Will suits slam spyware kings?

Could lawsuits put a damper on spyware? This morning I spoke with David Fish, the lawyer at The Collins Law Firm who is responsible for two evolving class-action lawsuits against major adware developers 180 Solutions and Direct Revenue LLC.

I also recently asked Paul Bryan at Microsoft whether it is considering pursuing legal action against spyware makers as it did in its much-publicized judgement against spammer OptInRealBig.com LLC. "Yes," he said repeatedly as I completed my question, before backpedalling a bit.

Brian, director of product management for client security, says Microsoft's role is to provide "consumer guidance" about spyware, provide tools such as its beta Microsoft Windows AntiSpyware software for addressing the problem, and participate with others on legislation and law enforcement. There is a spectrum with regard to adware and spyware, he says. When spyware tends to be on the "known bad side," says Bryan, "It's a clear-cut picture of what you do and what action you take." While Microsoft has cut some adware makers some slack of late in terms of how it classifies their products in its Anti-Spyware offering, the company appears to be more willing than ever to bring the hammer down on adware makers who continue to exploit Windows vulnerabilities to surrepticiously install their wares.

At The Collins Law Firm, Fish says his firm's lawsuit is already having the desired effect. "We’re starting to see many in the adware and spyware industry starting to change their practices," he says. For example, 180 Solutions is unveiling a new client that's supposed to prevent distributors of its search tool from performing unauthorized installations on consumers' machines. And Direct Revenue just announced that it will stop using "third-party affiliate networks" to distribute its software and will instead deliver its adware "exclusively through its own promotion of free advertising-supported software and a set of distribution partners with which it has direct relationships."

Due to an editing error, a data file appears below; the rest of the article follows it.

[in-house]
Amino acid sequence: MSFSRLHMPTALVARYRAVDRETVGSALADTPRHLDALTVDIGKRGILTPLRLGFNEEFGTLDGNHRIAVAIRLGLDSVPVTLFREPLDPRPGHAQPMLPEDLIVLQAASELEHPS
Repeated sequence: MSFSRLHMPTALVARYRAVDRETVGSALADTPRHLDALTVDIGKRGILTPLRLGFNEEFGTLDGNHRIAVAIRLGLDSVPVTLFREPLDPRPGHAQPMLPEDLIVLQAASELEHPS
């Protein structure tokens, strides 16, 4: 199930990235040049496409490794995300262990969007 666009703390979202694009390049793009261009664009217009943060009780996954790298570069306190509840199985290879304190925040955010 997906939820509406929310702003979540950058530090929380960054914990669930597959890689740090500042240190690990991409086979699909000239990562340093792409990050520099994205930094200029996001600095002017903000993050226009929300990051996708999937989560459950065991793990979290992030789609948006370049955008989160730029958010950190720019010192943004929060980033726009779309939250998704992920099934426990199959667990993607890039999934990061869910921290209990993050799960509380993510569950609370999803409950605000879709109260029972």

I suspect that Fish's firm is taking too much credit for those changes, which I believe were already well under way. However, legal liabilities, as well as legislative intiatives and pressure from groups such as the Anti-Spyware Coalition and The Center for Democracy and Technology are bound to start forcing the large adware makers to clean up their collective acts - as well as those of their affiliates and distributors.

The adware industry is also also finding that it can't push around anti-spyware software makers as easily as in the past. As large companies like Symantec have moved into the anti-spyware market and displaced smaller startups, it's getting harder for adware makers to use the threat of legal action to stop their products from being identified in spyware databases of "unwanted software." Recently, for example, Symantec Corp. counter-sued Hotbar.com Inc. over this issue.

But the big adware companies are only the most visible part of the problem. Many other purveyors of spyware exist. "Unfortunately, a lot of them are hard to track down. You have a lot of them overseas and they do things that make it difficult to catch them. We do our best to go after the ones we can find," says Fish. While law firms can go after the low-hanging fruit - the larger companies with deeper pockets to pay damages - they have little incentive to do much against the shadier groups out there. That's where prosecutors, regulators and big companies with a vested interest - such as Microsoft - will have to step in.

Copyright © 2005 IDG Communications, Inc.

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